Originally posted by BJamy:

It dazzles me that Nikon and Canon don't have VR/IS on their 24-70mm f/2.8 lenses.


I have the 17-85mm IS lens that came with the 20D. To be honest, I never really did see much of a need for IS on that lens. I can basically handhold just about anything I want at those focal lengths anyway. But on a longer lens ... 200mm for example ... IS is amazing. So I use IS on my 70-200 all the time. But really don't care about my shorter lenses not having it.

04/26/2009 02:58:56 PM · #14
Originally posted by kirbic:

Originally posted by OdysseyF22:

...I've seen the 24-70mm in action and I'm just not that impressed with it...


Curious, what didn't impress you? The 24-70 is among the finest zooms ever produced in that range. It has a great reputation.

I shot alongside a photog who used the 24-70mm while I was at university; I shot both the Tamron 28-75mm and the Canon 28-135mm, and if you mixed his photos in with mine, you'd have a really hard time picking out the ones taken with the 24-70mm. I just figure that if you're going to spend $1100 on a lens, it ought to really stand out compared to a $400 lens.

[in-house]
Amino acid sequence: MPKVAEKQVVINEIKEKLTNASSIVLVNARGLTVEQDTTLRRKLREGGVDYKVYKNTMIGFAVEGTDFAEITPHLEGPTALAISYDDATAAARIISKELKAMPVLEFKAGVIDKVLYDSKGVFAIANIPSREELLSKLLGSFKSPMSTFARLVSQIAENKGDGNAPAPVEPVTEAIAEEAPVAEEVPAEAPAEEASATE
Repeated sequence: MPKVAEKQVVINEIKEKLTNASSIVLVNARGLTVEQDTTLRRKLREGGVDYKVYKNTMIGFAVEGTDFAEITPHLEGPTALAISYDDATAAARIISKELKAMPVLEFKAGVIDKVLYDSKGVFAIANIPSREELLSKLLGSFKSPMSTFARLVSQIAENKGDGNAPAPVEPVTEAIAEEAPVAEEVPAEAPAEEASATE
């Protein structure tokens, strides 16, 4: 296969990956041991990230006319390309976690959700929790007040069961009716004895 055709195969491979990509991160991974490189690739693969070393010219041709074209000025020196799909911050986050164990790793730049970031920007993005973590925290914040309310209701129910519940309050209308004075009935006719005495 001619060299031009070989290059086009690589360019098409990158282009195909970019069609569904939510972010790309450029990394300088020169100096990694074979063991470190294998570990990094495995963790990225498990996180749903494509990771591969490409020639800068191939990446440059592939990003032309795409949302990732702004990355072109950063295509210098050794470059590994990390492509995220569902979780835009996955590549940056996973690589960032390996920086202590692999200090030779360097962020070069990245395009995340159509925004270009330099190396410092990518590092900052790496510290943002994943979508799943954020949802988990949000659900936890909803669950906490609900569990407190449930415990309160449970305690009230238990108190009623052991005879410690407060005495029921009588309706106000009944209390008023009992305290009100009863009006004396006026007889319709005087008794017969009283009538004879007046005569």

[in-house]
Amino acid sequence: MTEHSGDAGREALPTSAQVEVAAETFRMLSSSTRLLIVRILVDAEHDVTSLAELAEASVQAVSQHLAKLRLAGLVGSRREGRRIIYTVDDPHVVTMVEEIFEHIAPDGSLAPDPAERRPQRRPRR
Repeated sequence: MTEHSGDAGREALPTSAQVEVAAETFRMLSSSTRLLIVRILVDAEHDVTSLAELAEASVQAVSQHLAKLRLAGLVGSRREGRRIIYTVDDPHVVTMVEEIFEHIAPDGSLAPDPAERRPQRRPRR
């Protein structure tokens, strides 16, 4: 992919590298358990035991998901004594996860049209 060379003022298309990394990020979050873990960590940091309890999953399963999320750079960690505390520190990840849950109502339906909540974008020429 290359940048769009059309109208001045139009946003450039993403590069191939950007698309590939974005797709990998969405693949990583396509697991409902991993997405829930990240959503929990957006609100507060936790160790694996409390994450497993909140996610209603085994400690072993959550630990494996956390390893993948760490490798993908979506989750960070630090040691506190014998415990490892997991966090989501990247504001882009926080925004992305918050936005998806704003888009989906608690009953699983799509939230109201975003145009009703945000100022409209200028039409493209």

Granted, when it came to really tough conditions, the 24-70mm did have an edge. But unless you're shooting right at the edge all the time, is it worth it? I just can't justify it. But then again, I've taken a lot of heat around here before, since I don't think that L-series lenses are that much better than many Canon non-Ls or third party lenses.
04/26/2009 05:05:12 PM · #15
Originally posted by BJamy:

It dazzles me that Nikon and Canon don't have VR/IS on their 24-70mm f/2.8 lenses.


Thats what the Canon 24-70 mk2 will be all about - 5th gen IS.
04/26/2009 05:07:51 PM · #16
Originally posted by OdysseyF22:


I shot alongside a photog who used the 24-70mm while I was at university; I shot both the Tamron 28-75mm and the Canon 28-135mm, and if you mixed his photos in with mine, you'd have a really hard time picking out the ones taken with the 24-70mm. I just figure that if you're going to spend $1100 on a lens, it ought to really stand out compared to a $400 lens.



Agree, my Tamron 28-75 is almost as good as my 24-70, the main reason for going with my 24-70 was because of the weather proofing (and bragging rights of course!). Even on a full frame the Tamron kicks arse.. it`s in with my pro kit because if I ever need it at a wedding I would not hesitate in using it, it really is that good.
04/27/2009 01:44:09 AM · #17